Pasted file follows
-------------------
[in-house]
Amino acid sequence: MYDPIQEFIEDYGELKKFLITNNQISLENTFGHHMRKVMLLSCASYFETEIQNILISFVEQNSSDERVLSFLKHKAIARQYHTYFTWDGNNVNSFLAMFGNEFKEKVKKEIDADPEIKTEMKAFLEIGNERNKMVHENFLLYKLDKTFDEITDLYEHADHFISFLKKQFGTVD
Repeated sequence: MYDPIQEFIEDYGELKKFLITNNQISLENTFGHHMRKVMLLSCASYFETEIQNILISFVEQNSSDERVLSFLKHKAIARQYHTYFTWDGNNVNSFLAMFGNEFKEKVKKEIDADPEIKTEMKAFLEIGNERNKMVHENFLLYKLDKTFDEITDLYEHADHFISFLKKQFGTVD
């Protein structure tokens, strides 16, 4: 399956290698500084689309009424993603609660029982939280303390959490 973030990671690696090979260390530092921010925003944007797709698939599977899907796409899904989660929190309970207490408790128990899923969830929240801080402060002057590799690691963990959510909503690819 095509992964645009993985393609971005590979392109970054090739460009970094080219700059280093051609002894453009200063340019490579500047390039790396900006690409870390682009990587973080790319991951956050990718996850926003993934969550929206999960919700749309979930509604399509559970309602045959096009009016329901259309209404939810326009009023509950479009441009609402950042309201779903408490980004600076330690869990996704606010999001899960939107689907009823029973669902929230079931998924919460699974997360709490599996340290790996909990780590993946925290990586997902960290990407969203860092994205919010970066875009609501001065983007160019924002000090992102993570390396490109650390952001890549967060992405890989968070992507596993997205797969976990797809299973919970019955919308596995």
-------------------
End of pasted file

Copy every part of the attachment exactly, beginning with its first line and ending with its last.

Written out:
[in-house]
Amino acid sequence: MYDPIQEFIEDYGELKKFLITNNQISLENTFGHHMRKVMLLSCASYFETEIQNILISFVEQNSSDERVLSFLKHKAIARQYHTYFTWDGNNVNSFLAMFGNEFKEKVKKEIDADPEIKTEMKAFLEIGNERNKMVHENFLLYKLDKTFDEITDLYEHADHFISFLKKQFGTVD
Repeated sequence: MYDPIQEFIEDYGELKKFLITNNQISLENTFGHHMRKVMLLSCASYFETEIQNILISFVEQNSSDERVLSFLKHKAIARQYHTYFTWDGNNVNSFLAMFGNEFKEKVKKEIDADPEIKTEMKAFLEIGNERNKMVHENFLLYKLDKTFDEITDLYEHADHFISFLKKQFGTVD
């Protein structure tokens, strides 16, 4: 399956290698500084689309009424993603609660029982939280303390959490 973030990671690696090979260390530092921010925003944007797709698939599977899907796409899904989660929190309970207490408790128990899923969830929240801080402060002057590799690691963990959510909503690819 095509992964645009993985393609971005590979392109970054090739460009970094080219700059280093051609002894453009200063340019490579500047390039790396900006690409870390682009990587973080790319991951956050990718996850926003993934969550929206999960919700749309979930509604399509559970309602045959096009009016329901259309209404939810326009009023509950479009441009609402950042309201779903408490980004600076330690869990996704606010999001899960939107689907009823029973669902929230079931998924919460699974997360709490599996340290790996909990780590993946925290990586997902960290990407969203860092994205919010970066875009609501001065983007160019924002000090992102993570390396490109650390952001890549967060992405890989968070992507596993997205797969976990797809299973919970019955919308596995």